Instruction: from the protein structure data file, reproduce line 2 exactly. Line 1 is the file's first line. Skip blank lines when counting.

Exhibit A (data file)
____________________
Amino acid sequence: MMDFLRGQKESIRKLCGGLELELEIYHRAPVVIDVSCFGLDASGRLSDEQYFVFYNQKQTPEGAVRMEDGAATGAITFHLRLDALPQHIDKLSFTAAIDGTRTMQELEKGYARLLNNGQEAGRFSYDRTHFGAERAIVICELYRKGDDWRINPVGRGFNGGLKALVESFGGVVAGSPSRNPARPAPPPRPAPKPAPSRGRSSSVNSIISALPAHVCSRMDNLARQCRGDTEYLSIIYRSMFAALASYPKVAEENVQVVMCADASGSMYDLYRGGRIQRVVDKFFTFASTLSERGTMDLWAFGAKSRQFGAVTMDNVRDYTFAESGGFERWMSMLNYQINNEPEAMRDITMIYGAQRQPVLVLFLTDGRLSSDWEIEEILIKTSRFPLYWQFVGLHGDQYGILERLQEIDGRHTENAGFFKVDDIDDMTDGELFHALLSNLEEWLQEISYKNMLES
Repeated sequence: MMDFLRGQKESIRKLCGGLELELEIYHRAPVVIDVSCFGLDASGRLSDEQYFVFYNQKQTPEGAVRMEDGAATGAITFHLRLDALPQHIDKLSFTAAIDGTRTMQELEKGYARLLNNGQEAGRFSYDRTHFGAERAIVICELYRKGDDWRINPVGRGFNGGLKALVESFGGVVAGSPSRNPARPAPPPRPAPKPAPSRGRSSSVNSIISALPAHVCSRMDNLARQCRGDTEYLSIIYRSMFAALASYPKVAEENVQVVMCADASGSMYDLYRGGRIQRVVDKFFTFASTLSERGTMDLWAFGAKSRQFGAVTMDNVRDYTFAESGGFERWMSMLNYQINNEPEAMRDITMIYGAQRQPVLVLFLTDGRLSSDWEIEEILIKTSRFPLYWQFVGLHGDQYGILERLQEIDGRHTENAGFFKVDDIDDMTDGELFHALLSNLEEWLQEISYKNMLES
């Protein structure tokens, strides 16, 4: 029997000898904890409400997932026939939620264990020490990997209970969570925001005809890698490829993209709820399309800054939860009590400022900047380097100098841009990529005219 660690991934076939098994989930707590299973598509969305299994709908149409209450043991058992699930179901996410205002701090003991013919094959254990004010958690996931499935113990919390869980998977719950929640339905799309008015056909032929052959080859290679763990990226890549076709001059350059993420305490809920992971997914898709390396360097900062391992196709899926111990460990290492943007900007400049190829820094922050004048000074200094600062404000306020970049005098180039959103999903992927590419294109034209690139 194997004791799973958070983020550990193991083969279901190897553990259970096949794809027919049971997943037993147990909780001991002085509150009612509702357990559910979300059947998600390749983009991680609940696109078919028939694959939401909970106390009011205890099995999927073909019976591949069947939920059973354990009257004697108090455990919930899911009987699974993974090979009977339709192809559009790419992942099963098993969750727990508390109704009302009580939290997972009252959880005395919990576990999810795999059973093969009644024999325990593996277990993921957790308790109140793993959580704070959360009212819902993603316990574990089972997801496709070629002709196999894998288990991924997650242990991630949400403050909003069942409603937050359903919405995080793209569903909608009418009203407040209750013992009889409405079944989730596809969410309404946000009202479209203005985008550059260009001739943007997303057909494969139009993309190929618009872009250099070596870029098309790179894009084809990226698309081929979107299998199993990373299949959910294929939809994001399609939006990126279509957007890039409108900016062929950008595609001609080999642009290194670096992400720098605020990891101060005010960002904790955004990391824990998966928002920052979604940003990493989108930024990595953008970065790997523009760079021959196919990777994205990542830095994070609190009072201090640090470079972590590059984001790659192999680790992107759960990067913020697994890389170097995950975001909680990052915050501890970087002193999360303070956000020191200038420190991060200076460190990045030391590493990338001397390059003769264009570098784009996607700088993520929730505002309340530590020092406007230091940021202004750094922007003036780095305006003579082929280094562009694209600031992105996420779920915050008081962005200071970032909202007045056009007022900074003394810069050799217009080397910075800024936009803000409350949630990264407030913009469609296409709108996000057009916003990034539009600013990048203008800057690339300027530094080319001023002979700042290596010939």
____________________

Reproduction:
Repeated sequence: MMDFLRGQKESIRKLCGGLELELEIYHRAPVVIDVSCFGLDASGRLSDEQYFVFYNQKQTPEGAVRMEDGAATGAITFHLRLDALPQHIDKLSFTAAIDGTRTMQELEKGYARLLNNGQEAGRFSYDRTHFGAERAIVICELYRKGDDWRINPVGRGFNGGLKALVESFGGVVAGSPSRNPARPAPPPRPAPKPAPSRGRSSSVNSIISALPAHVCSRMDNLARQCRGDTEYLSIIYRSMFAALASYPKVAEENVQVVMCADASGSMYDLYRGGRIQRVVDKFFTFASTLSERGTMDLWAFGAKSRQFGAVTMDNVRDYTFAESGGFERWMSMLNYQINNEPEAMRDITMIYGAQRQPVLVLFLTDGRLSSDWEIEEILIKTSRFPLYWQFVGLHGDQYGILERLQEIDGRHTENAGFFKVDDIDDMTDGELFHALLSNLEEWLQEISYKNMLES